Back to the question at hand: does Jewish law require this Sunday’s thirteenth-birthday boys to fast?  Rather than giving you a “yes or no” answer, I invite you to read, below, the email discussion that I received.  Then, regardless of whether you agree or disagree with the conclusion, consider signing-up to receive “Daily Halacha” as an easy way to learn and, G-d willing, enhance your own fulfillment as a Jew.      

Shabbat shalom and, if you choose to fast on Sunday, may it be a meaningful one!  

The Rabbi Jacob S. Kassin Memorial Halacha Series
Authored by Rabbi Eli J. Mansour (7/22/2015)

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Description: Tisha B’Ab – If a Bar Misva Boy Turns Thirteen on Tisha B’Ab That Falls on Sunday

When the 9th of Ab falls on Shabbat, the fast of Tisha B’Ab is delayed until Sunday. We eat our normal meals on Shabbat, and the Gemara establishes that even the final meal eaten before sundown may be large and festive, “like the meal of King Shelomo in his time.” 

An interesting question arises in the case of a boy who turns thirteen on the 10th of Ab which falls on Sunday. Is he required to fast that day? On the one hand, he is a Halachic adult on the day when the fast is required – the 10th of Ab – and should thus seemingly be required to fast. On the other hand, the fast was to have been observed the previous day, on Shabbat, and it is only because we cannot fast on Shabbat that the observance is delayed until Sunday. Perhaps, then, only those who were theoretically obligated to fast on Shabbat are obligated to fast on Sunday. 

The answer to this question depends on how we perceive the observance of the fast on the 10th of Ab when the 9th falls on Shabbat. Do we view the fast on the 10th as a “makeup” for the fast which could not be observed on the 9th? Or, do we say that in such a case, the Tisha B’Ab obligation from the outset applies on the 10th of Ab, and not on the 9th. According to this perspective, we fast on the 10th not to make up the fast which we missed, but rather because in this case the Tisha B’Ab observance is scheduled for the 10th of Ab, and not the 9th. 

Some Halachic authorities suggest drawing proof from the fact that some elements of mourning are observed on Shabbat, the 9th of Ab, in such a case. The Mishna Berura (Rav Yisrael Meir Kagan of Radin, 1839-1933) cites a view that although one may indulge in a large meal before the fast on Shabbat, this should not be done in a joyous, festive manner, but should rather be accompanied by a somber, solemn aura. Others maintain that if one normally conducts a joyous, festive meal with friends late Shabbat afternoon, then he should do so this Shabbat, too, as this would otherwise constitute a public display of mourning on Shabbat. This discussion presumes that some degree of mourning should be observed on this Shabbat – albeit perhaps only in private – which might suggest that even in such a case, the real day of Tisha B’Ab is on Shabbat, even if the actual fast is delayed until Sunday. Accordingly, only those who would have been obligated to fast on Shabbat are obligated to make up the missed fast on Sunday.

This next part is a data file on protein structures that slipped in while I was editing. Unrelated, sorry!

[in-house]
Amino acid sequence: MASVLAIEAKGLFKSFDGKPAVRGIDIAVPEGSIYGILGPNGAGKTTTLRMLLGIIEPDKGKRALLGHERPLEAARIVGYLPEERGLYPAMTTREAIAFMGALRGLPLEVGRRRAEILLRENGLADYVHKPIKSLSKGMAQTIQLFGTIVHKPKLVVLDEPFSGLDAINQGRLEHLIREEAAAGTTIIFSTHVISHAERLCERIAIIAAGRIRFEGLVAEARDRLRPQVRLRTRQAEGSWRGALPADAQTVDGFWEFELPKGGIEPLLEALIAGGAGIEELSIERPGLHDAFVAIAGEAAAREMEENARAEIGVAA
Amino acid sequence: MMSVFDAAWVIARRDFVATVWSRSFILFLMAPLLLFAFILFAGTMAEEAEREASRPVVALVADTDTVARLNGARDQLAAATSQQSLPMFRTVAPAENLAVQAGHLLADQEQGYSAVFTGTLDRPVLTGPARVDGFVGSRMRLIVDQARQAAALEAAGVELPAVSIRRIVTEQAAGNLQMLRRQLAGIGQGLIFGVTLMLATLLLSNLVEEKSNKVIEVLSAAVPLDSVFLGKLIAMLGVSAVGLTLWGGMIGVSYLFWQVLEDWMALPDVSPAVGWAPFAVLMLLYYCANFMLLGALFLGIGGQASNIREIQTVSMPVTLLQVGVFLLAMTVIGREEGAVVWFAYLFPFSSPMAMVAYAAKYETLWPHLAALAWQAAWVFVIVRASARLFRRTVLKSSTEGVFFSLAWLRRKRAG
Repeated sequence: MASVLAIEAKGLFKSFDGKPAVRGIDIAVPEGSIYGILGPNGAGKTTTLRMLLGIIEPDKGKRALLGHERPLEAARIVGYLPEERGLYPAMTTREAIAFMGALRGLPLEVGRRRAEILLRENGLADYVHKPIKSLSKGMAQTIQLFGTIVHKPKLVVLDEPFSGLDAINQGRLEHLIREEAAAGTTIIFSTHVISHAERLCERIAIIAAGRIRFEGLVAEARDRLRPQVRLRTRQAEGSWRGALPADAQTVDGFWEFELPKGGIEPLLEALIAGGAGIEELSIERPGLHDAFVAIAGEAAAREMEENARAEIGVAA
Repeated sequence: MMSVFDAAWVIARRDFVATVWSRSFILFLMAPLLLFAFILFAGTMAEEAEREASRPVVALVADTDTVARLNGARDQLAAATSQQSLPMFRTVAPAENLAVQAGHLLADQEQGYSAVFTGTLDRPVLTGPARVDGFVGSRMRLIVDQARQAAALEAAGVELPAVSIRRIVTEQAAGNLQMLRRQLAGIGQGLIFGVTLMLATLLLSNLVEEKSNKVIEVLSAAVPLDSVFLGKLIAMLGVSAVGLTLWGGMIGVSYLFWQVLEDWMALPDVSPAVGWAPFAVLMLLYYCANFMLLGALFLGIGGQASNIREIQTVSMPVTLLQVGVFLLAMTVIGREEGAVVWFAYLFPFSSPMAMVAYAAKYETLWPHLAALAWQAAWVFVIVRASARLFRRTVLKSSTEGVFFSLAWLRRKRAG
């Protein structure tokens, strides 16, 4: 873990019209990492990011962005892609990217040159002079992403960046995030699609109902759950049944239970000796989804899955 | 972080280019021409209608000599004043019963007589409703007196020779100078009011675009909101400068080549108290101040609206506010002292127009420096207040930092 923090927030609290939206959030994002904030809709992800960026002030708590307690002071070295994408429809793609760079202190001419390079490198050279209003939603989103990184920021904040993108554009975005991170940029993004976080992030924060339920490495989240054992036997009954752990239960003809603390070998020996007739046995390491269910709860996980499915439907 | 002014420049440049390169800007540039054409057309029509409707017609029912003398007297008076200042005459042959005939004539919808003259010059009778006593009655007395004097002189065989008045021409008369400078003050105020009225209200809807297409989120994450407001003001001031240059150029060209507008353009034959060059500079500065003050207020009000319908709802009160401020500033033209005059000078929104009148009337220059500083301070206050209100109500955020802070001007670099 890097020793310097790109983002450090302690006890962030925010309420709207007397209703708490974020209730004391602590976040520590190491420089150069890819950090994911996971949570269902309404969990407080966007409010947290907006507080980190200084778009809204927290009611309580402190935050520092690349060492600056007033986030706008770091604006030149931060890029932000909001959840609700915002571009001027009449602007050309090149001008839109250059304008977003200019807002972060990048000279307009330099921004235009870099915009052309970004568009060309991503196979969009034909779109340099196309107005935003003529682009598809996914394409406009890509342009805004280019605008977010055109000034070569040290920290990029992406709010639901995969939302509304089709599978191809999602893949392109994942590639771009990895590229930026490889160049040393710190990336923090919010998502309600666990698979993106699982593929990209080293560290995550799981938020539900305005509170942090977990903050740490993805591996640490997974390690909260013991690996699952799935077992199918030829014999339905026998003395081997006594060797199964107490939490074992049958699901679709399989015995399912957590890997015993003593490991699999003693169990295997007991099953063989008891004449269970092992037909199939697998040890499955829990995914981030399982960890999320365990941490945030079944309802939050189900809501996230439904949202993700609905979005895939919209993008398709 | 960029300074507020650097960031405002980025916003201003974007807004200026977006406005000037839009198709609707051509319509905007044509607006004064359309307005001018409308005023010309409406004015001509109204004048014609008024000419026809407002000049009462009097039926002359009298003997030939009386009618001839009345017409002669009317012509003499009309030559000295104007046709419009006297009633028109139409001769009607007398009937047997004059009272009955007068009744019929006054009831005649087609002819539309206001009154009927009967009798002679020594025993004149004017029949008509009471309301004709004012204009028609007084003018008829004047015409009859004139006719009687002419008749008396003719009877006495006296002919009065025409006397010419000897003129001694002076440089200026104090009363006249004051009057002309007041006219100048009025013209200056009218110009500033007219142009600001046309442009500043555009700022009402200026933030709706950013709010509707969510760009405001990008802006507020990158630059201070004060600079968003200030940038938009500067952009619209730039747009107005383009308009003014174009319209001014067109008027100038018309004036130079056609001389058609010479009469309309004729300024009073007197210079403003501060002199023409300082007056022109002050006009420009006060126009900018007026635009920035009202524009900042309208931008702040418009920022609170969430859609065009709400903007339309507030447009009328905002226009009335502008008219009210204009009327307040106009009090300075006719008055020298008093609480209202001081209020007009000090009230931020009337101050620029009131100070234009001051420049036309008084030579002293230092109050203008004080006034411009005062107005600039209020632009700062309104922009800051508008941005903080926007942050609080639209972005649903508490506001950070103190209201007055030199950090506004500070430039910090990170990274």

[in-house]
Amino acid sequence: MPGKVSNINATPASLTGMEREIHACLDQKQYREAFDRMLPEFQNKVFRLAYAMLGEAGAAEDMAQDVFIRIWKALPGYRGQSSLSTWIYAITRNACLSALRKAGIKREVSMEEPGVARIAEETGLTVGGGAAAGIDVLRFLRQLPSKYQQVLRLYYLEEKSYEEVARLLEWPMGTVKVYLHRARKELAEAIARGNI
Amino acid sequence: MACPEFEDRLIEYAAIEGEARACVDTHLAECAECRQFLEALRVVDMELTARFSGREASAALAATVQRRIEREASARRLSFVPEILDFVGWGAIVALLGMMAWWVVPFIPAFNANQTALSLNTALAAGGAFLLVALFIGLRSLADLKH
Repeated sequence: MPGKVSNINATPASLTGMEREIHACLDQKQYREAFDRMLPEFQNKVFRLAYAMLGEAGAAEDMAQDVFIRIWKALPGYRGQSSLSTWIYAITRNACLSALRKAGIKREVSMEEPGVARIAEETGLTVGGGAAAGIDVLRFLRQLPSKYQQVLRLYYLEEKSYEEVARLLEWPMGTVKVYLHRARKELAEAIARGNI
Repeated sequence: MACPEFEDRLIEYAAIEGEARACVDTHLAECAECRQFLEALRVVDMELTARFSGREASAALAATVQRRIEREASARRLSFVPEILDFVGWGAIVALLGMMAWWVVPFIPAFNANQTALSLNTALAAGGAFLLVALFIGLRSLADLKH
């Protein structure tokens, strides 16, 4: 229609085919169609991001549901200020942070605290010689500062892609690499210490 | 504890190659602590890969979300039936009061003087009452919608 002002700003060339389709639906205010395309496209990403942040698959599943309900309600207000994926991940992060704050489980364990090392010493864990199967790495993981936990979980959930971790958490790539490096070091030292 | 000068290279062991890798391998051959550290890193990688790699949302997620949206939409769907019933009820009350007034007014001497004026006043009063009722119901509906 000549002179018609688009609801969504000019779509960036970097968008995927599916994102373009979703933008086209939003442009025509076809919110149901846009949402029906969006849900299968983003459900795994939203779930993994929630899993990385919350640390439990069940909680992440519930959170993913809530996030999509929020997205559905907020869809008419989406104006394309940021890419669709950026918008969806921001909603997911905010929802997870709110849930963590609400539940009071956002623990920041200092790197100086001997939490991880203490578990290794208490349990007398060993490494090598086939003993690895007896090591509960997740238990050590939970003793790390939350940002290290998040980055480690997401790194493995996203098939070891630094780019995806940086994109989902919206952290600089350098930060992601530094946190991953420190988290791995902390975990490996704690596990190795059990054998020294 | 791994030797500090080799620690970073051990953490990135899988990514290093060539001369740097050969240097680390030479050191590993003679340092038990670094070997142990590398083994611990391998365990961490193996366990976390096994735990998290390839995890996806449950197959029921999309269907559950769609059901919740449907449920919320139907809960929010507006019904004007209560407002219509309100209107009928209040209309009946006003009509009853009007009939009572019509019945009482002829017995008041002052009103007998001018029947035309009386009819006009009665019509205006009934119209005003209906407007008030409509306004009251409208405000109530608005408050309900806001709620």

Others, however, disagree. Rav Shemuel Wosner (1913-2015), in Shebet Ha’levi (4:72), takes the position that from the outset, the 10th of Ab is considered the date of the Tisha B’Ab observance when the 9th falls on Shabbat, and therefore, one who becomes a Bar Misva on the 10th of Ab in such a case is obligated to fast. 

Summary: If Tisha B’Ab falls on Shabbat and is thus observed on Sunday, even a Bar Misva boy who turns thirteen on Sunday, and would not have been obligated to fast if Tisha B’Ab had been observed the previous day, is obligated to fast. 

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Torah Learning Resources, P.O. Box 230212, Brooklyn, NY 11223